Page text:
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Distributed self-deployment in visual sensor networks [electronic resource] /

by Beall, Christopher Allan

Abstract (Summary)
Autonomous decision making in a variety of wireless sensor networks, and also in visual sensor networks (VSNs), specifically, has become a highly researched field in recent years. There is a wide array of applications ranging from military operations to civilian environmental monitoring. To make VSNs highly useful in any type of setting, a number of fundamental problems must be solved, such as sensor node localization, self-deployment, target recognition, etc. This presents a plethora of challenges, as low cost, low energy consumption, and excellent scalability are desired. This thesis describes the design and implementation of a distributed self-deployment method in wireless visual sensor networks. Algorithms are developed for the implementation of both centralized and distributed self-deployment schemes, given a set of randomly placed sensor nodes. In order to self-deploy these nodes, the fundamental problem of localization must first be solved. To this end, visual structured marker detection is utilized to obtain coordinate data in reference to artificial markers, which then is used to deduct the location of a node in an absolute coordinate system. Once localization is complete, the nodes in the VSN are deployed in either centralized or distributed fashion, to pre-defined target locations. As is usually the case, in centralized mode there is a single processing node which makes the vast majority of decisions, and since this one node has knowledge of all events in the VSN, it is able to make optimal decisions, at the expense of time and scalability. The distributed mode, however, offers increased performance in regard to time and scalability, but the final deployment result may be considered sub-optimal. Software is developed for both modes of operations, and a GUI is provided as an easy control interface, which also allows for visualization of the VSN progress in the testing environment. The algorithms are tested on an actual testbed consisting of five custom-built Mobile Sensor Platforms (MSPs). The MSPs are configured to have a camera and an ultra-sonic range sensor. The visual marker detection uses the camera, and for obstacle avoidance during motion, the sonic ranger is used. Eight markers are placed in an area measuring 4 by 4 meters, which is surrounded by white background. Both algorithms are evaluated for speed and accuracy. Experimental results show that localization using the visual markers has an accuracy of about 96% in ideal lighting conditions, and the proposed self-deployment algorithms perform as desired. The MSPs suffer from some physical design limitations, such as lacking wheel encoders for reliable movement in straight lines. Experiments show that over 1 meter of travel the MSPs deviate from the path by an average of 7.5 cm in a lateral direction. Finally, the time needed for each algorithm to complete is recorded, and it is found that centralized and distributed modes require an average of 34.3 and 28.6 seconds, respectively, effectively meaning that distributed self-deployment is approximately 16.5% faster than centralized deployment.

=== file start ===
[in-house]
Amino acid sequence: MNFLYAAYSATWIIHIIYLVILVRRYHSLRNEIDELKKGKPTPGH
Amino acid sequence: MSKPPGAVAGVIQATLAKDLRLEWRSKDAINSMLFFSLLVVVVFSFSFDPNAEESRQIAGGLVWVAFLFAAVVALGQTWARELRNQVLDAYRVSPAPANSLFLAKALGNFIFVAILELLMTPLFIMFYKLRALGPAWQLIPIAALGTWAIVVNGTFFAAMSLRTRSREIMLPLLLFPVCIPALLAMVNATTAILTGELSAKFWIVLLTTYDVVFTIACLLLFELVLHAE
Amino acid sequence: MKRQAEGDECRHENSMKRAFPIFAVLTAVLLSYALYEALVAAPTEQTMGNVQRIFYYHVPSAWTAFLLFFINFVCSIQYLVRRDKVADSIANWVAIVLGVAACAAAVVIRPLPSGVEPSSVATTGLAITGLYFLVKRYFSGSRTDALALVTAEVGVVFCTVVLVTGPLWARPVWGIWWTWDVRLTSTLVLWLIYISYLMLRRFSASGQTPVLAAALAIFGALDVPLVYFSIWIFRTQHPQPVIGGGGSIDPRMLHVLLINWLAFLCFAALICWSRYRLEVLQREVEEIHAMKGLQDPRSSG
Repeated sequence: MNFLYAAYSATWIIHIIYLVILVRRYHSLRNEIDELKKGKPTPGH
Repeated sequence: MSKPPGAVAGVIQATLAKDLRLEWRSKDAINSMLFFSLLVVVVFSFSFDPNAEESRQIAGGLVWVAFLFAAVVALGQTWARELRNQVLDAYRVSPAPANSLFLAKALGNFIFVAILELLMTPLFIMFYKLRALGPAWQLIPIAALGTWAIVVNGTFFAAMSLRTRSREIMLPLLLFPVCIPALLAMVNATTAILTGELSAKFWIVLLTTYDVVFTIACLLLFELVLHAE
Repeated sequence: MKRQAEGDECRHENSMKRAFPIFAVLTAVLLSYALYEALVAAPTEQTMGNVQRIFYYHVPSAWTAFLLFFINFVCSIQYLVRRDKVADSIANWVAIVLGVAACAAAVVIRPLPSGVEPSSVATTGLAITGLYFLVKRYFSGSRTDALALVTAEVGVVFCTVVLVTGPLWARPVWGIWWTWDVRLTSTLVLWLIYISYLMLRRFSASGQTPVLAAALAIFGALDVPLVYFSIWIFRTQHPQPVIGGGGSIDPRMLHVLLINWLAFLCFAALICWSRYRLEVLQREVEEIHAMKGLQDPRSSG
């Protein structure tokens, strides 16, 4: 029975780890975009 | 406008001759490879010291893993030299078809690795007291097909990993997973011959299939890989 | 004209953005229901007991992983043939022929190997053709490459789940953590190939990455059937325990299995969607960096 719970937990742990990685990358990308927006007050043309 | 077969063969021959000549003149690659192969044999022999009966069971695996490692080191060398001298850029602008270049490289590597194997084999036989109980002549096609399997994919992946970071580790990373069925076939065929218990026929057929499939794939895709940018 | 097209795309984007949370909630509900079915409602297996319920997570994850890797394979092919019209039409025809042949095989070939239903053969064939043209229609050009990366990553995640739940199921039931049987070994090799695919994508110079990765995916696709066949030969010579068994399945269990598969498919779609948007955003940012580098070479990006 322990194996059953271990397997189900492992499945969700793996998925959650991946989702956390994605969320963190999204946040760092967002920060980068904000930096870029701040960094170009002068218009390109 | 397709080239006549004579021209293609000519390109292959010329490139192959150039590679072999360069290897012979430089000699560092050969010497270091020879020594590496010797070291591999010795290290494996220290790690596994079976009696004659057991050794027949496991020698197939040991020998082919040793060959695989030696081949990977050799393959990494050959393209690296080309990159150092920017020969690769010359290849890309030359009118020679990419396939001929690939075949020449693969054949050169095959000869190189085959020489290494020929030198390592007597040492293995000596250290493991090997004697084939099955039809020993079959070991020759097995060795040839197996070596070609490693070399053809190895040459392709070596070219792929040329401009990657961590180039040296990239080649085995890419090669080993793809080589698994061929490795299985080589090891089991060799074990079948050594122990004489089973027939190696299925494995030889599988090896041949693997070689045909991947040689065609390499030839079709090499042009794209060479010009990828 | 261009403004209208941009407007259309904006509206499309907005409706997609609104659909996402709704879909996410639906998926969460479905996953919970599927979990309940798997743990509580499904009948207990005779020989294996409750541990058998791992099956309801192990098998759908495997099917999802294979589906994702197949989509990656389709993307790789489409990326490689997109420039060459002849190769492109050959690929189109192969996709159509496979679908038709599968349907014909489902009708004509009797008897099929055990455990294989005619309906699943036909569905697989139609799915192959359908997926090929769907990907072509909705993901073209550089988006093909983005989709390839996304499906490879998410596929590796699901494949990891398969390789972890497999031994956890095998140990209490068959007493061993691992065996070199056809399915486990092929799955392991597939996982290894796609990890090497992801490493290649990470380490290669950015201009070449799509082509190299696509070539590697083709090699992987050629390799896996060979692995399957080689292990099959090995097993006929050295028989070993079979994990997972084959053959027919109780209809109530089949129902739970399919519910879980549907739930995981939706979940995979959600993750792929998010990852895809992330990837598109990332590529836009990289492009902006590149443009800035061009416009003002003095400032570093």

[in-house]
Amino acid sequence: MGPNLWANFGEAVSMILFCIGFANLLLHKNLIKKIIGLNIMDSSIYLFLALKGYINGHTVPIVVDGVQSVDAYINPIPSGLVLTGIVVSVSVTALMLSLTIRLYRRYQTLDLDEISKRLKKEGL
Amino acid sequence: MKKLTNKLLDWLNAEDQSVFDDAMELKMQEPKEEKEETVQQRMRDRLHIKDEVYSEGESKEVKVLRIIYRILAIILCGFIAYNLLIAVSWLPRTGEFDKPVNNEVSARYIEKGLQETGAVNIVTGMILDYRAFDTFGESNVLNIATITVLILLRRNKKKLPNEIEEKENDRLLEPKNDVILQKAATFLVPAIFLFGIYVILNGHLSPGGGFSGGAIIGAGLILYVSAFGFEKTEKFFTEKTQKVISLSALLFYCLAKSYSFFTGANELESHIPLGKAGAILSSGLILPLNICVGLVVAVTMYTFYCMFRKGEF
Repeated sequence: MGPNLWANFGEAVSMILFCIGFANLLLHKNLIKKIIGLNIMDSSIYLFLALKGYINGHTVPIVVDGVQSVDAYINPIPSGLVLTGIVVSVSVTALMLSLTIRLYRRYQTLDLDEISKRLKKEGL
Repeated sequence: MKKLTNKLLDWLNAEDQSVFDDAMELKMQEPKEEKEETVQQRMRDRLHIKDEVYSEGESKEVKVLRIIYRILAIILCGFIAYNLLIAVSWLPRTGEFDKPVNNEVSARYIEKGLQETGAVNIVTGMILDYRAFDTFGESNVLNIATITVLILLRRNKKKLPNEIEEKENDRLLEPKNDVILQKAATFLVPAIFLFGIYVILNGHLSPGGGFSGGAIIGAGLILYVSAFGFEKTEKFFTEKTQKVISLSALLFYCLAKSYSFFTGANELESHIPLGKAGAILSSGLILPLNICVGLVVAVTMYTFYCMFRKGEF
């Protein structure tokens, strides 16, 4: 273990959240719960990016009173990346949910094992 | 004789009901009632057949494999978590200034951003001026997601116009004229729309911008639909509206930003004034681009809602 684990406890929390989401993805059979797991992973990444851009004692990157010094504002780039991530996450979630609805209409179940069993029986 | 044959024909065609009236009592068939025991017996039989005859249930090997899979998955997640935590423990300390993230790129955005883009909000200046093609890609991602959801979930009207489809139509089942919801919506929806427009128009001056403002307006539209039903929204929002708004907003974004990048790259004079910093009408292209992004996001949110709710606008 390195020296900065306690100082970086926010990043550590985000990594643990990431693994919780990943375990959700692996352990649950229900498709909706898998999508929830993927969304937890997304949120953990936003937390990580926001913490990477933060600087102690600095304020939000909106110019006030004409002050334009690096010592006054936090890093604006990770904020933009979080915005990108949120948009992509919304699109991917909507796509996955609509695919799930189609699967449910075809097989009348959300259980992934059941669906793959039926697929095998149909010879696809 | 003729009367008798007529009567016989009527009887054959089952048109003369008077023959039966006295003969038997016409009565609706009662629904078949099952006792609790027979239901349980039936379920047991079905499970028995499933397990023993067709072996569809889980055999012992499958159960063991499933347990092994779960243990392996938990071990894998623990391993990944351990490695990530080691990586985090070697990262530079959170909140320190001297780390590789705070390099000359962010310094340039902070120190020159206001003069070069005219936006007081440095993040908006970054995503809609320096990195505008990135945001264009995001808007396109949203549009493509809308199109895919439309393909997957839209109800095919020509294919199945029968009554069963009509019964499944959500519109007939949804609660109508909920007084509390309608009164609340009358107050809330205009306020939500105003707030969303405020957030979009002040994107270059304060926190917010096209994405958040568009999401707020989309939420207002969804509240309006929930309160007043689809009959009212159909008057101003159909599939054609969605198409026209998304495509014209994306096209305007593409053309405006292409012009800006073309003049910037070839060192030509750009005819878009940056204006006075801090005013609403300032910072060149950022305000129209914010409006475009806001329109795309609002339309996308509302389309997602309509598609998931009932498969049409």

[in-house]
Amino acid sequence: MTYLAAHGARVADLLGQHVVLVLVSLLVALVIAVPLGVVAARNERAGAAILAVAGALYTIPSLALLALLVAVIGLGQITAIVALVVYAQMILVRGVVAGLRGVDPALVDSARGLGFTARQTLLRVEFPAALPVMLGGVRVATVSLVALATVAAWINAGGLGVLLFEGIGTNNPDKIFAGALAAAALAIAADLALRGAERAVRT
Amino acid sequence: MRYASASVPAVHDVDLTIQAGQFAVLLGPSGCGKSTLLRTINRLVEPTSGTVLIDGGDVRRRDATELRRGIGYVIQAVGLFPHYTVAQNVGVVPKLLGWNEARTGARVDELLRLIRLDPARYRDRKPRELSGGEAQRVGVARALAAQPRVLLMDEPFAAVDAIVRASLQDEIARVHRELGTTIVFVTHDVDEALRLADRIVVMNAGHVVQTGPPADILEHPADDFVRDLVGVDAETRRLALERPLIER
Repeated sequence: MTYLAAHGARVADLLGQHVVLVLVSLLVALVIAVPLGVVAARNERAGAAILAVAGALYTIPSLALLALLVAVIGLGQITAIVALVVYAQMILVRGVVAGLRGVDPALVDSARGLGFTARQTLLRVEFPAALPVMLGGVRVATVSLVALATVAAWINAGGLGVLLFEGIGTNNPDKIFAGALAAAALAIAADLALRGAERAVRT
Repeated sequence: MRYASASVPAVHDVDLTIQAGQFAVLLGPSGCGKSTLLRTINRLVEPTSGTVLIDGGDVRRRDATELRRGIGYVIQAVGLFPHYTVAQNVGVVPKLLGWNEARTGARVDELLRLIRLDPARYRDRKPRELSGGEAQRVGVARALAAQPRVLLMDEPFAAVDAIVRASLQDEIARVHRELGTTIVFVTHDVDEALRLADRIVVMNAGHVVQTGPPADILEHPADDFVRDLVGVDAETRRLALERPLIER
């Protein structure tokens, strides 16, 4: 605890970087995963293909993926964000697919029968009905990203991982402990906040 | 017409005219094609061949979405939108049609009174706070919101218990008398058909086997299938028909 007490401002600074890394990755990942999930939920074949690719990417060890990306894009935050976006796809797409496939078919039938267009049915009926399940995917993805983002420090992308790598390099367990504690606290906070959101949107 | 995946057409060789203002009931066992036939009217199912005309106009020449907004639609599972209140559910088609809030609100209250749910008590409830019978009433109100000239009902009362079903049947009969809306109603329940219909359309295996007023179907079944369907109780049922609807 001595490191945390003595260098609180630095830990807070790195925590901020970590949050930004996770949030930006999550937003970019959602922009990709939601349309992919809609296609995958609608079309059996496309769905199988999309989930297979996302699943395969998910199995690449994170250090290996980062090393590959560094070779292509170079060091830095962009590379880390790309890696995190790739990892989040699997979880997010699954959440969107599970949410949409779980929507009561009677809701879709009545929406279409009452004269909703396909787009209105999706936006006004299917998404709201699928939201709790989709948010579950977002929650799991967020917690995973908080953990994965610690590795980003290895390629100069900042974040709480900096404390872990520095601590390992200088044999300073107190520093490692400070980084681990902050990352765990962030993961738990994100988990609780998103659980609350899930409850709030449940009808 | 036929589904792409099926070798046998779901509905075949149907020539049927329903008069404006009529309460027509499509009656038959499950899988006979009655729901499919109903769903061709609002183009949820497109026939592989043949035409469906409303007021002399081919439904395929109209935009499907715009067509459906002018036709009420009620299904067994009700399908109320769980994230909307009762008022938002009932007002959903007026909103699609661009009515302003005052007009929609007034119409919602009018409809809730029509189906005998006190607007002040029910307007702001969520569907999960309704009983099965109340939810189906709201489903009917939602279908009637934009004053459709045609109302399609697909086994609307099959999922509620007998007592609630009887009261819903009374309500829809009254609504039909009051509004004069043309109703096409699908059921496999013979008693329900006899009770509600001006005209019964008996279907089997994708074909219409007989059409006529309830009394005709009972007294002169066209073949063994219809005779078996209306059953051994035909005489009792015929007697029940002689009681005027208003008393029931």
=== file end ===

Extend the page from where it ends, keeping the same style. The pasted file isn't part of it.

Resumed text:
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School:The University of Tennessee at Chattanooga

School Location:USA - Tennessee

Source Type:Master's Thesis

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